Organic Coral Honeysuckle Seeds - Beautiful Color, Gorgeous Plant

Organic Coral Honeysuckle Seeds - Beautiful Color, Gorgeous Plant

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$5.99
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$5.99

Coral Honeysuckle
Caprifoliaceae
Southern Honeysuckle, Trumpet Honeysuckle

Description: Coral honeysuckle is a twining or trailing woody vine that is evergreen or tardily deciduous in mild climates. The smooth leaves are 1-3 in (2.5-7.6 cm) long and arranged opposite each other along the stem. The last two leaves at the ends of new growth are joined at their bases, cup-like around the stem and the showy flowers are in terminal clusters just beyond. The flowers are tube shaped about 2 in (5.1 cm) long, coral red or bright orange on the outside and yellow on the inside. The fruits are orange red berries, about 0.25 in (0.6 cm) diameter. Numerous cultivars are available commercially including one with bright yellow flowers.
Flowers: Coral honeysuckle flowers seem to be custom designed for hummingbirds both in shape and arrangement - no hummingbird can help but be enchanted with this beautiful vine as will you. Click to download a large version of this image.
Structure: Trailing and twining woody vine with branches to several m long.
Stems Smooth, tan, becoming gray with shredding bark, sometimes with adventitious roots at the nodes of branches touching moist soil.
Leaves Opposite, pale- to dark green above, somewhat gray-green below, glabrous, elliptic to obviate, 5-12 cm (2-4.7 in) long and 2-6 cm (0.8-2.4 in) wide, sessile. The uppermost pair perfoliate, forming an oblong structure subtending the inflorescence.
Inflorescence A terminal pair of 3-flowered sessile cymules.
Location: Coral honeysuckle grows wild in open woodlands, roadsides, fence rows and the edges of clearings, from Connecticut to Nebraska, and south to Texas and Florida.
Culture: Prune coral honeysuckle back in the winter to increase flowering. Don't over-fertilize.
Light: Prefers full sun, but tolerates partial sun.
Moisture: Drought tolerant.
Hardiness: USDA Zone 4 - 10.
Propagation: By seed.
Usage: Coral honeysuckle thrives in containers or in the garden. It is easy to grow, and its flashy flowers will attract ruby-throated hummingbirds and butterflies all summer long. Let it clamber over a fence or give it a trellis of its own. Many gardeners allow coral honeysuckle to climb over shrubs. Unlike its weedy relative, Japanese honeysuckle (L. japonica), coral honeysuckle will not spread out of control, and its sparse vines won't strangle your prize shrubs.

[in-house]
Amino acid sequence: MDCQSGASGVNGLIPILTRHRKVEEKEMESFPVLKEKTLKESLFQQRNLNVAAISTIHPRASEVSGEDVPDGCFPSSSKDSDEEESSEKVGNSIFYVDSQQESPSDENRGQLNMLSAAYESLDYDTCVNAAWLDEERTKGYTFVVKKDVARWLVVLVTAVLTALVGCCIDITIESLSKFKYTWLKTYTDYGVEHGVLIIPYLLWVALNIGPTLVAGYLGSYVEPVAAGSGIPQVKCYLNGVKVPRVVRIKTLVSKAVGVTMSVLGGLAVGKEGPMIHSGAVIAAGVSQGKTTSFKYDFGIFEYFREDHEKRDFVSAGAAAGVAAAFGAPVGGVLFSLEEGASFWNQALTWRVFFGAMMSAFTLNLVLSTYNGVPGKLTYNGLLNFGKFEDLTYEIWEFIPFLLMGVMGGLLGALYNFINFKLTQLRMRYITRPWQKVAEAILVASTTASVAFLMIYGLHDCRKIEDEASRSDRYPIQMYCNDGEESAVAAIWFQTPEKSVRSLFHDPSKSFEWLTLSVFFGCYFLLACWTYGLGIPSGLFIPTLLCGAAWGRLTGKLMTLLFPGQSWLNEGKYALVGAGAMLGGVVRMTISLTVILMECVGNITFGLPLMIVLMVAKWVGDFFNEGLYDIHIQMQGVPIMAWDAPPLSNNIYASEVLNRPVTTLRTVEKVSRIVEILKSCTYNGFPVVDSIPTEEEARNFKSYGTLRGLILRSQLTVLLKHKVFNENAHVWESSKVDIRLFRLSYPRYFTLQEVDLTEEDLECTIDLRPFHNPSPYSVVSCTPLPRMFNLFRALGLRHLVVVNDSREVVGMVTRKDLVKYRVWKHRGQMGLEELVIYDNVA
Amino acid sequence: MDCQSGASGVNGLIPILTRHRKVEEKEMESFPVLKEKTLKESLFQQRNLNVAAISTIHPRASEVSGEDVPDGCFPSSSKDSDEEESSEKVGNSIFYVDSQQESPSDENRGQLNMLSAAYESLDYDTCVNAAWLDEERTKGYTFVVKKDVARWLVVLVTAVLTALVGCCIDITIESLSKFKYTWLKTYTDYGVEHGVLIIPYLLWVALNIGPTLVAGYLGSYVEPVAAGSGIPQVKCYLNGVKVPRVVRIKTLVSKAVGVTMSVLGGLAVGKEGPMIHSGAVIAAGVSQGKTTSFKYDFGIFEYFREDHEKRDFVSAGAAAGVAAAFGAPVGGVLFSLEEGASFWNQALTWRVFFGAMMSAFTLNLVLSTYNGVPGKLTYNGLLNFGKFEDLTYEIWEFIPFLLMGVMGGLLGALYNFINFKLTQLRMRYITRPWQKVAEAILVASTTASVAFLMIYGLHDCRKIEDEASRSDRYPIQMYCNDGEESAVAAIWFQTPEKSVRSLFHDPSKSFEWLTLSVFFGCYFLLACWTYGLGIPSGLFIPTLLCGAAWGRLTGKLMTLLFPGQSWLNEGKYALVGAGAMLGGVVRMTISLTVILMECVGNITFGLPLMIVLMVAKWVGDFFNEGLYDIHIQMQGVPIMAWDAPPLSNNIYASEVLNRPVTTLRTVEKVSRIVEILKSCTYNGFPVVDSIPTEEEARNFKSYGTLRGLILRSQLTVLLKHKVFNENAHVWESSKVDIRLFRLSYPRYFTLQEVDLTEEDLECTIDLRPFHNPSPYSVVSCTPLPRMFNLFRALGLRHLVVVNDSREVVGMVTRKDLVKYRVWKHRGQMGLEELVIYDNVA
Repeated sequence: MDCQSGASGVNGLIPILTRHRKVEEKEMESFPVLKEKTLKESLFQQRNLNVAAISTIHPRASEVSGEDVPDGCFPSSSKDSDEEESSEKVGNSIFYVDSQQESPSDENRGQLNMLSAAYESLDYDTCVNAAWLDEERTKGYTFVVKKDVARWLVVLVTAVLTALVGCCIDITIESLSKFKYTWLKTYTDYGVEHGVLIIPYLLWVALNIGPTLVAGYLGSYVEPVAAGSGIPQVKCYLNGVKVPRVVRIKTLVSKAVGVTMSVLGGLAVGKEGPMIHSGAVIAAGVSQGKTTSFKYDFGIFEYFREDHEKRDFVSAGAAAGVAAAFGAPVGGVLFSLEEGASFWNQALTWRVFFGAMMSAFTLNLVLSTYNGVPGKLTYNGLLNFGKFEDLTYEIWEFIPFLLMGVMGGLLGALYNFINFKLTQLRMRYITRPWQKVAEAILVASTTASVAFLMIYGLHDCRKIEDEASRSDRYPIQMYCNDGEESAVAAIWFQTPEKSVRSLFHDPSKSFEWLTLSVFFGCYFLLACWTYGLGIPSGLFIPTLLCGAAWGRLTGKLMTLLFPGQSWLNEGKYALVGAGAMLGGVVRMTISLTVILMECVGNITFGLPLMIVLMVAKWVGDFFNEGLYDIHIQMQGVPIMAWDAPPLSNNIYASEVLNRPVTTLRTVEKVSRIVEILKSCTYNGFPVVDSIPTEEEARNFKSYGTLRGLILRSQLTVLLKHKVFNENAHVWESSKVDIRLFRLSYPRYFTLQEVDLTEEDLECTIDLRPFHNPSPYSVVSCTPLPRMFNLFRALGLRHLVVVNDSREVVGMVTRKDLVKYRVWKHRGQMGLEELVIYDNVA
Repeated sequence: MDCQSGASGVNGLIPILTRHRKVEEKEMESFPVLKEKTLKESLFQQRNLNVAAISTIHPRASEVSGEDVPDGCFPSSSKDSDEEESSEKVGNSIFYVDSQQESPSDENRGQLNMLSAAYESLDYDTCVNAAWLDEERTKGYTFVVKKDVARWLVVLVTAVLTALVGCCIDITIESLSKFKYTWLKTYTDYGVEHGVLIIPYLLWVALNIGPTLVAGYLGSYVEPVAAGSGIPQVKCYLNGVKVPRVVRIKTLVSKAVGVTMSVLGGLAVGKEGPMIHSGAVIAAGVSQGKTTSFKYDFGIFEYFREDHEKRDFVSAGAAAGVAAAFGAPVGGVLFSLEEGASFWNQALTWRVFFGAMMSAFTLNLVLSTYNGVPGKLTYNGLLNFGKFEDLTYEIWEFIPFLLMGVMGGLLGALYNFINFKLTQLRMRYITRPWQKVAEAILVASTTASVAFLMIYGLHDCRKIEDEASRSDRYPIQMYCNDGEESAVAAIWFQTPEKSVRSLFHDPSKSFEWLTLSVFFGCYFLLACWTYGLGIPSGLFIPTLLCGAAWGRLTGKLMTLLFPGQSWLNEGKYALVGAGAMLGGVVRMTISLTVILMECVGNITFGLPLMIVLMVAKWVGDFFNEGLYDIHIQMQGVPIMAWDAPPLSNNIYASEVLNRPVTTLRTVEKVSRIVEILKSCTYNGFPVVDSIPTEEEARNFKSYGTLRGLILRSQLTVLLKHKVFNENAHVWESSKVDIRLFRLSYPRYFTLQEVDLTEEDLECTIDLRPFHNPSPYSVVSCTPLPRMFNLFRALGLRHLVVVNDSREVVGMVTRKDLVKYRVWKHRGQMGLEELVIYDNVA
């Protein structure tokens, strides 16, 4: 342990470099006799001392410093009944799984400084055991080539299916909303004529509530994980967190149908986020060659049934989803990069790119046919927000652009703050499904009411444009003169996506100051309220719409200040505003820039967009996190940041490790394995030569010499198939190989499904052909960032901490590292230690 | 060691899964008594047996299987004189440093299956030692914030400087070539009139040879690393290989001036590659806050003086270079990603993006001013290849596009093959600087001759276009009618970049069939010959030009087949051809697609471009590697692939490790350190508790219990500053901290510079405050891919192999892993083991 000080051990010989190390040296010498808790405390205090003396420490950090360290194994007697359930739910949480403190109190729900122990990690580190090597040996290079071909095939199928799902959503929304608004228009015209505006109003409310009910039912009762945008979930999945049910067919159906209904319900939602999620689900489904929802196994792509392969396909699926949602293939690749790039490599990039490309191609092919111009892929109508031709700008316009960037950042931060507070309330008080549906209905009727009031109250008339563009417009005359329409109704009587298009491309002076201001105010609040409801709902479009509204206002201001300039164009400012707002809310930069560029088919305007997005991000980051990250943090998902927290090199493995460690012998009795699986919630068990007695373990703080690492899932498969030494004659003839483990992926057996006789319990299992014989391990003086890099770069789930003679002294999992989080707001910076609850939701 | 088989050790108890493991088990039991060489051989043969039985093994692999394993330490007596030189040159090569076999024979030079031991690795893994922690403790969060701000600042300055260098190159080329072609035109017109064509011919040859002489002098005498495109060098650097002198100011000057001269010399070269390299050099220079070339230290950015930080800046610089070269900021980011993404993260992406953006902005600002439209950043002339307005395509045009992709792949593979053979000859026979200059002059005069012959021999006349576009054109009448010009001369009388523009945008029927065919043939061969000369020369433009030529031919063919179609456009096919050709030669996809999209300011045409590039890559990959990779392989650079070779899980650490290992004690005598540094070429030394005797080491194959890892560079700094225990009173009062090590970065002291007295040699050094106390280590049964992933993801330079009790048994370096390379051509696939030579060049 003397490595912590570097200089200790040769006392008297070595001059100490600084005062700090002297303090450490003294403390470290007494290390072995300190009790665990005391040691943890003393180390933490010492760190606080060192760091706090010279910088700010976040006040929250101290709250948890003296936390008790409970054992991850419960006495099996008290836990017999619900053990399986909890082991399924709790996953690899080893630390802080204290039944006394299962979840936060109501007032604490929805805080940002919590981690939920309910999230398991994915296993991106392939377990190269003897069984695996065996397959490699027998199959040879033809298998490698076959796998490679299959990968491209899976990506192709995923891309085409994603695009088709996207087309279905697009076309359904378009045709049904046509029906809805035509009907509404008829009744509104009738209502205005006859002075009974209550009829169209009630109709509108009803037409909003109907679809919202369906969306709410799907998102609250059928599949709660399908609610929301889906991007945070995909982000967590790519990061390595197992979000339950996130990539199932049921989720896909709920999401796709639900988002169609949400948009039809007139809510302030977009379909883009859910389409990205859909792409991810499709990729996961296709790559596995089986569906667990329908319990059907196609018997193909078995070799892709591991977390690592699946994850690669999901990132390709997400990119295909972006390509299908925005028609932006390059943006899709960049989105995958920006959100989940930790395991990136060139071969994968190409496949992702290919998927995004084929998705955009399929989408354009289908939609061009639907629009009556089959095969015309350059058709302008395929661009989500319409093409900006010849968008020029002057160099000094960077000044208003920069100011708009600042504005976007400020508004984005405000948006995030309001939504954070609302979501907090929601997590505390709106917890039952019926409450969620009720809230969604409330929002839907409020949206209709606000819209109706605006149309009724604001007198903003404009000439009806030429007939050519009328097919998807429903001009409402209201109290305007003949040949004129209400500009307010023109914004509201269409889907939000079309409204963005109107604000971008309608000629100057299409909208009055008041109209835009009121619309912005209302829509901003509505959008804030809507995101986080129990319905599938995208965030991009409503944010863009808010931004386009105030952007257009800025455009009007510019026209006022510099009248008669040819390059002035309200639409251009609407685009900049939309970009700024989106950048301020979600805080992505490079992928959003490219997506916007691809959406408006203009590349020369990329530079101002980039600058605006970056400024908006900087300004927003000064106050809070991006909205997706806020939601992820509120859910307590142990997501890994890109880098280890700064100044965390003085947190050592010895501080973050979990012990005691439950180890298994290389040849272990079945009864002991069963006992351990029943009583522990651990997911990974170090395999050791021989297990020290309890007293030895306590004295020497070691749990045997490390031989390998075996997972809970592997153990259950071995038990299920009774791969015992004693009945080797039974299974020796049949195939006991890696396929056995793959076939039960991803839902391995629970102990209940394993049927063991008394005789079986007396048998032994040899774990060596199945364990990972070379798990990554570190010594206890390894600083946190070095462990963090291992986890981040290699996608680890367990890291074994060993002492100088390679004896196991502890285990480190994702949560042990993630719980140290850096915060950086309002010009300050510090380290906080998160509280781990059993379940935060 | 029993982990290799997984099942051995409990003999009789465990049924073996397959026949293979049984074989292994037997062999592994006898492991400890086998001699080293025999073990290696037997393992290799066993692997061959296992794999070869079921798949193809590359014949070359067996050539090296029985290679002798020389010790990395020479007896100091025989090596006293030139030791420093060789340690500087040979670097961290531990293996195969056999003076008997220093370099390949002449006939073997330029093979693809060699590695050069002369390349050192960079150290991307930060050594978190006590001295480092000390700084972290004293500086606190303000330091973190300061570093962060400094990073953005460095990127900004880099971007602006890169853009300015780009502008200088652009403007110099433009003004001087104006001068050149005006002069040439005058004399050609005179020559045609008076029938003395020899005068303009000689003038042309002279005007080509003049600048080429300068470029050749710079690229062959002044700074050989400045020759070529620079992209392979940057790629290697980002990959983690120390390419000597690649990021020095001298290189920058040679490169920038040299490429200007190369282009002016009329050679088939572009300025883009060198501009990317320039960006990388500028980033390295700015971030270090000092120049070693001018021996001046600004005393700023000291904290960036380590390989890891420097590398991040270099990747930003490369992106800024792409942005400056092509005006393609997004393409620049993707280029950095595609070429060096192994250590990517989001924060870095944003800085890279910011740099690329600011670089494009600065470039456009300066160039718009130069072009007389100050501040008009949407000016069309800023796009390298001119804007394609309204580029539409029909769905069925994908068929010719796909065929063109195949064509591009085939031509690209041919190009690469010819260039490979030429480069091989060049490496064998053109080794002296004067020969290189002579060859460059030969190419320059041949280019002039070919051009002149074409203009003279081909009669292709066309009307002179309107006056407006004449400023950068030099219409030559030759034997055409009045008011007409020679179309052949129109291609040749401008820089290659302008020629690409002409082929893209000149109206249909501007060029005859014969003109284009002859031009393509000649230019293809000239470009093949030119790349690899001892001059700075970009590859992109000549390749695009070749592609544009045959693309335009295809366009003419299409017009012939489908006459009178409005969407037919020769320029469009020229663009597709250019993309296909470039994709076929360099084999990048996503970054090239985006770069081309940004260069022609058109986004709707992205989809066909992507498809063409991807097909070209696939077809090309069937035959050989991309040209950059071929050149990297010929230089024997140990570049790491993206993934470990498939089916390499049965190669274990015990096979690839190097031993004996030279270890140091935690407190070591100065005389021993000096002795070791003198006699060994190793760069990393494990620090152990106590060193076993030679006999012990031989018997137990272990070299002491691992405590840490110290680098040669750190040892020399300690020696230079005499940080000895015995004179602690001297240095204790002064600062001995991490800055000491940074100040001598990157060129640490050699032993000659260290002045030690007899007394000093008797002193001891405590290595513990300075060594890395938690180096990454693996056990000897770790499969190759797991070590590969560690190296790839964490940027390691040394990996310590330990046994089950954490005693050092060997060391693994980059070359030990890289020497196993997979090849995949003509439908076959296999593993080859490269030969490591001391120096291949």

Features: Wherever coral honeysuckle grows, ruby-throated hummingbirds and butterflies will find it. Songbirds relish the juicy fruits. Coral honeysuckle berries appear in late summer and fall to serve as a juicy food source for birds and other wildlife.
Growing Your Honeysuckle Plants: Honeysuckle prefers full sun, but will tolerate partial sun, and even some light, afternoon shade. Once established, Honeysuckle needs only moderate watering, unless the summer is very dry. If the planting area is properly prepared and mulched, your Honeysuckle will be satisfied with a light annual application of a balanced fertilizer (10-10-10) at the beginning of the growing season and then once again in the middle of the blooming season. They are usually sold in 1-gal. containers beginning in early spring.
Honeysuckle should be planted in early spring, as soon as frost danger has passed. Prepare the planting area as for any perennial and set the plants a minimum of two to three apart. (2 feet if you are using them as a ground cover) Water the plants thoroughly, and follow up with repeated soakings until the plant shows signs of new growth. Mulch the plant with heavy cover of leaves, to protect the roots from freezing as well as to conserve moisture in the summer. When your plant has finished blooming, you can prune for shape. (Only lightly prune plants until they are well established at about 2 years old)
If your Honeysuckle is to be grown on a trellis or an arbor, put it in place before planting, to avoid damaging your vine. Then plant your Honeysuckle 6-12 in. away from the support to allow enough growing room for developing stems. The vines should be tied to their support using strong, stretchy materials that won't cut into growing branches. Strips of old nylon hosiery work very well for this. Loop each tie into a figure 8, with the crossed portion between the stem and the support to keep stems from rubbing or being choked.

Materials: 15 Organic Coral Honeysuckle Seeds